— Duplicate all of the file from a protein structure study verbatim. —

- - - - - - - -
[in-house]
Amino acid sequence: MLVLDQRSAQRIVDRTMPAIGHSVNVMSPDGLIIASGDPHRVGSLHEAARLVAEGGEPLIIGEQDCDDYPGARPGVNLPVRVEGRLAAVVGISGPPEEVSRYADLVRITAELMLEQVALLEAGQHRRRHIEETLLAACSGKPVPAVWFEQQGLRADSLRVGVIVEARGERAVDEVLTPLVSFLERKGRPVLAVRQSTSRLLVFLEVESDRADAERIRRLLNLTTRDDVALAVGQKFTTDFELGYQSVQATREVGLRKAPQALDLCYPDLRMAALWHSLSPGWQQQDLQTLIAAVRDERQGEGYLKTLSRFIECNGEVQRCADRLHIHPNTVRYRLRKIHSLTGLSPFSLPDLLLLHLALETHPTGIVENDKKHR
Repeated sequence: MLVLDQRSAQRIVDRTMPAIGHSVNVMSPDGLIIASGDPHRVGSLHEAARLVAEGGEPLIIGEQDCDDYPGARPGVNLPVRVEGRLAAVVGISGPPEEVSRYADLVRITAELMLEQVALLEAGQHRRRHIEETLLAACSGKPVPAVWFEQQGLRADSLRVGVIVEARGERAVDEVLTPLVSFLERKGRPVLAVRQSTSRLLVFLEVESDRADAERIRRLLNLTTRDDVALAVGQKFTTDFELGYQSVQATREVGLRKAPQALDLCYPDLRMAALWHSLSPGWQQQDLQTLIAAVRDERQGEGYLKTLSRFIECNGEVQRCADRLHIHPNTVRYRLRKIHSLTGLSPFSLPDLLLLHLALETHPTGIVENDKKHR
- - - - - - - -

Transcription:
[in-house]
Amino acid sequence: MLVLDQRSAQRIVDRTMPAIGHSVNVMSPDGLIIASGDPHRVGSLHEAARLVAEGGEPLIIGEQDCDDYPGARPGVNLPVRVEGRLAAVVGISGPPEEVSRYADLVRITAELMLEQVALLEAGQHRRRHIEETLLAACSGKPVPAVWFEQQGLRADSLRVGVIVEARGERAVDEVLTPLVSFLERKGRPVLAVRQSTSRLLVFLEVESDRADAERIRRLLNLTTRDDVALAVGQKFTTDFELGYQSVQATREVGLRKAPQALDLCYPDLRMAALWHSLSPGWQQQDLQTLIAAVRDERQGEGYLKTLSRFIECNGEVQRCADRLHIHPNTVRYRLRKIHSLTGLSPFSLPDLLLLHLALETHPTGIVENDKKHR
Repeated sequence: MLVLDQRSAQRIVDRTMPAIGHSVNVMSPDGLIIASGDPHRVGSLHEAARLVAEGGEPLIIGEQDCDDYPGARPGVNLPVRVEGRLAAVVGISGPPEEVSRYADLVRITAELMLEQVALLEAGQHRRRHIEETLLAACSGKPVPAVWFEQQGLRADSLRVGVIVEARGERAVDEVLTPLVSFLERKGRPVLAVRQSTSRLLVFLEVESDRADAERIRRLLNLTTRDDVALAVGQKFTTDFELGYQSVQATREVGLRKAPQALDLCYPDLRMAALWHSLSPGWQQQDLQTLIAAVRDERQGEGYLKTLSRFIECNGEVQRCADRLHIHPNTVRYRLRKIHSLTGLSPFSLPDLLLLHLALETHPTGIVENDKKHR